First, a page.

"I would not like nights so bright you could not see the stars." -- Akira Kurosawa

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Atlanta
I grew up in a family of Southern storytellers. Back in 2004, I started Whole Bean to continue the tradition in a new medium. Over the years, I've written about families and friends, peculiar situations, extended road trips, recalcitrant home appliances, and many things for which I'm truly grateful. I hope you enjoy your time here.
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The Dreaded Check Engine Light


I own a 1998 BMW 328i convertible. It's a wonderful car most of the time, and I truly enjoy driving it with the top down and the music cranking. But for the last few years, it's been playing a rather nasty trick on me. Lately, it's gotten out of control.

Many BMW's, mine included, are equipped with an on-board computer that tells you when even the slightest thing is wrong with the car -- a failed brake light, low windshield washer fluid, low coolant, a tree frog one mile ahead -- that sort of thing. But in addition to this computer (which, as a fellow owner once told me, "does not lie") the car is equipped with the dreaded Check Engine light.

I hate Check Engine lights. I know they serve some kind of useful purpose, but I recall one day when my rented Chevrolet broke down on the outbound Kennedy Expressway express lanes (limited access, of course) at 5:00 PM on a rather chilly day in Chicago. I was on my way to O'Hare Airport to catch a flight back to Atlanta, and many motorists were quite upset with me. But one fellow, who looked suspiciously like Woody Allen, stopped to help. When he saw the Check Engine light on, he said in a voice loud enough to be heard in Milwaukee, "Oh, no! It's got one-a-dem idiot lights!" Somehow, we got the thing running, and I actually made my flight.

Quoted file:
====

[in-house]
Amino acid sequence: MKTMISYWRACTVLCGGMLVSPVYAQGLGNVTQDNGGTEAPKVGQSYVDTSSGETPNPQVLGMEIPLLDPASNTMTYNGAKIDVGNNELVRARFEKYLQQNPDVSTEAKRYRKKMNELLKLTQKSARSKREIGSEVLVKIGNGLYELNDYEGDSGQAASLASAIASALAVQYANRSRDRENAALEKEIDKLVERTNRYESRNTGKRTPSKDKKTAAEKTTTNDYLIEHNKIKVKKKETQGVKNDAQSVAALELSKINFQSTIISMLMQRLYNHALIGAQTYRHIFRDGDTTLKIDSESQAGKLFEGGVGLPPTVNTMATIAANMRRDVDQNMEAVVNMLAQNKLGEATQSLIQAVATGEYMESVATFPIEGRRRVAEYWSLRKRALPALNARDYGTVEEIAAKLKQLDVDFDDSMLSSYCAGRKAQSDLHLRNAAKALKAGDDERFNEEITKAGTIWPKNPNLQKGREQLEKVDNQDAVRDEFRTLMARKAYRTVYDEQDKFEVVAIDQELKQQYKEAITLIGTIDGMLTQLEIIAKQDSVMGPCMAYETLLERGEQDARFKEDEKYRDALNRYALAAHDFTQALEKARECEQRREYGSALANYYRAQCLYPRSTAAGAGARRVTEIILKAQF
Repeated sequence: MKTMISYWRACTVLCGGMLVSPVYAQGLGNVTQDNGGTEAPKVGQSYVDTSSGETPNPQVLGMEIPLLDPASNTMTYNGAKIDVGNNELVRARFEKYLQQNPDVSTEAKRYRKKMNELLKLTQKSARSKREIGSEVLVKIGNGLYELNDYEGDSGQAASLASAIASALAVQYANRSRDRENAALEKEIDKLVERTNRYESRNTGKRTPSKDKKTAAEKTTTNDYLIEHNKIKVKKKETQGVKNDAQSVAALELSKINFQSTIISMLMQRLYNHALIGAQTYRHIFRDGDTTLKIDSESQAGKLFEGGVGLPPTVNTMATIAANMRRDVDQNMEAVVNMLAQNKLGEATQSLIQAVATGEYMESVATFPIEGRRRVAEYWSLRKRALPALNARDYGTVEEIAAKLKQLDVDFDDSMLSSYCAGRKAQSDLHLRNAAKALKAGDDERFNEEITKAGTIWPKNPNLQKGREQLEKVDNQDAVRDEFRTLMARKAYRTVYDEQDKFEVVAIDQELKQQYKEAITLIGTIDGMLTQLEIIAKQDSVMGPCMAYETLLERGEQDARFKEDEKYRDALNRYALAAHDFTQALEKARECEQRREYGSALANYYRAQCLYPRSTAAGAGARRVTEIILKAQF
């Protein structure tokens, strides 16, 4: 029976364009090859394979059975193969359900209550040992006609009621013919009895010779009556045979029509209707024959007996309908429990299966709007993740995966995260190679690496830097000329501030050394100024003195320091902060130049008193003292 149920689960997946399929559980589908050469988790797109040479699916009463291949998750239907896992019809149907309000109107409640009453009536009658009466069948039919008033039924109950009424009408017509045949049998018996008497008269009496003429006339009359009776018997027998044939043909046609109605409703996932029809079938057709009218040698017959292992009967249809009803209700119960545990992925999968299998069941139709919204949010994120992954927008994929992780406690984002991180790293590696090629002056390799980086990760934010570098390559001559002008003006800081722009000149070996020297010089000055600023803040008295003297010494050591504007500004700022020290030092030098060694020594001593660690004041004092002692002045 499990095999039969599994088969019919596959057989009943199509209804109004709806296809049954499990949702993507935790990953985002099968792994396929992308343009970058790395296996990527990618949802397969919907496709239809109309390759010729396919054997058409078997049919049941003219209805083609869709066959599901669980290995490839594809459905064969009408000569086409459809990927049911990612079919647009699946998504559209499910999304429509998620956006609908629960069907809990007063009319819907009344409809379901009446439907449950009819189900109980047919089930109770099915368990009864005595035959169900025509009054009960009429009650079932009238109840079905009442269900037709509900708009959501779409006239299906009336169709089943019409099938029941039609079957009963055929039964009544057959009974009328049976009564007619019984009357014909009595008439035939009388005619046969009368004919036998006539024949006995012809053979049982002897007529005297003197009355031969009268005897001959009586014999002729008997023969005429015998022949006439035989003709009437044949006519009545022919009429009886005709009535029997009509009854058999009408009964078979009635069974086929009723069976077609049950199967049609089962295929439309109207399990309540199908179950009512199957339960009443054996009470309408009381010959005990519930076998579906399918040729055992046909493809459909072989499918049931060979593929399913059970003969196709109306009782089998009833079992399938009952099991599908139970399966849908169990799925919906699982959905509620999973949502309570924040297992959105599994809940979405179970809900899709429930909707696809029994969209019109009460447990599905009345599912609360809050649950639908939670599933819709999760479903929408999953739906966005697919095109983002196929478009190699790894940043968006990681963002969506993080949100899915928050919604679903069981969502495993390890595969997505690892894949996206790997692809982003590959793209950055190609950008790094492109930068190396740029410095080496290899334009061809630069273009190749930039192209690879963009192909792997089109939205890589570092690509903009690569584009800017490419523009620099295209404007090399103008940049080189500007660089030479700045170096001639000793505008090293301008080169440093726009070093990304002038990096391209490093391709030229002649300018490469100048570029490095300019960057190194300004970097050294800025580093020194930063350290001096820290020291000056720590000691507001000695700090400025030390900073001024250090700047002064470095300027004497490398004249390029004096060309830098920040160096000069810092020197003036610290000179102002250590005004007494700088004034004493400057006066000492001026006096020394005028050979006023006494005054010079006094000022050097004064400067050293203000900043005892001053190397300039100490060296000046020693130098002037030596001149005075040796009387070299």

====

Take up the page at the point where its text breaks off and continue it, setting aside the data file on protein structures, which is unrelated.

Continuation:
My BMW takes a different approach. Each year, metropolitan Atlanta requires that all vehicles built since the Stone Age have an annual emission inspection performed a few weeks before the license is renewed. If the Check Engine light is illuminated, the vehicle will not pass inspection, no way, no how. Of course, my car, sensing that an emission inspection was imminent, has for the last four or five years (except this year) fired off its Check Engine light about two weeks before the license was due to expire, sending me once again to Steve at German Motor Works, who diligently scans the possible causes and generally ends up replacing the gas cap. BMW's tire of their gas caps very easily, or so it seems.

But this time, as I said, it has been different. This time, the Check Engine light has collaborated with the Airbag Sensor warning light and the omniscient on-board computer to make my life a true service hell. I finally took the car to the dealer, who methodically performed all the tasks required to turn the lights and warnings off. And that worked fine until the next day, when the on-board computer fired up a false warning for low coolant (again) and, you guessed it, the Check Engine light snapped on, not to be outdone by the computer. Oh, and by the way, the dealer replaced the gas cap -- this is my third or fourth one, I can't remember exactly which.

The car is now back in the shop, and I'm driving a loaner Honda Accord. I don't know much about Hondas, but I'm pretty sure I saw a Check Engine light on the dash. I may cover it with a piece of black tape tomorrow.